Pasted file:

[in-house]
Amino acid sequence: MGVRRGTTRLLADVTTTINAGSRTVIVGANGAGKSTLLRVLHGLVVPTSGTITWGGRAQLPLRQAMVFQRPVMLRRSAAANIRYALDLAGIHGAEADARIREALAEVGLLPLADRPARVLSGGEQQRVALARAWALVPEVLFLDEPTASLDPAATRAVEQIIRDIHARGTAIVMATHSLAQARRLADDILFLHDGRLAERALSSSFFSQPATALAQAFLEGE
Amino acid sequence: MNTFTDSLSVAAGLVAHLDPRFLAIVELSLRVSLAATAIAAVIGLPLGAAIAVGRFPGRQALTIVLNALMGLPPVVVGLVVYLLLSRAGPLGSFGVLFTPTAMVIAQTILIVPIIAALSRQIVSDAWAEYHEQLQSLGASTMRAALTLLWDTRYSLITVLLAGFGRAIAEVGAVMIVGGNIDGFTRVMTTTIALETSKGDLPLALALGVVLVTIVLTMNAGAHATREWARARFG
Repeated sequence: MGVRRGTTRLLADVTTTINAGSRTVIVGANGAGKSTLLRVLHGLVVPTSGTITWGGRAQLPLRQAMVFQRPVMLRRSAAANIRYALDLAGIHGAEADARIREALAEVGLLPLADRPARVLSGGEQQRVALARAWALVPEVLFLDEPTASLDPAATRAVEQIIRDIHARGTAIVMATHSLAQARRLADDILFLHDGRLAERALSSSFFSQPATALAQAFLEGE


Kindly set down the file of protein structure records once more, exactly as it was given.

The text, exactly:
[in-house]
Amino acid sequence: MGVRRGTTRLLADVTTTINAGSRTVIVGANGAGKSTLLRVLHGLVVPTSGTITWGGRAQLPLRQAMVFQRPVMLRRSAAANIRYALDLAGIHGAEADARIREALAEVGLLPLADRPARVLSGGEQQRVALARAWALVPEVLFLDEPTASLDPAATRAVEQIIRDIHARGTAIVMATHSLAQARRLADDILFLHDGRLAERALSSSFFSQPATALAQAFLEGE
Amino acid sequence: MNTFTDSLSVAAGLVAHLDPRFLAIVELSLRVSLAATAIAAVIGLPLGAAIAVGRFPGRQALTIVLNALMGLPPVVVGLVVYLLLSRAGPLGSFGVLFTPTAMVIAQTILIVPIIAALSRQIVSDAWAEYHEQLQSLGASTMRAALTLLWDTRYSLITVLLAGFGRAIAEVGAVMIVGGNIDGFTRVMTTTIALETSKGDLPLALALGVVLVTIVLTMNAGAHATREWARARFG
Repeated sequence: MGVRRGTTRLLADVTTTINAGSRTVIVGANGAGKSTLLRVLHGLVVPTSGTITWGGRAQLPLRQAMVFQRPVMLRRSAAANIRYALDLAGIHGAEADARIREALAEVGLLPLADRPARVLSGGEQQRVALARAWALVPEVLFLDEPTASLDPAATRAVEQIIRDIHARGTAIVMATHSLAQARRLADDILFLHDGRLAERALSSSFFSQPATALAQAFLEGE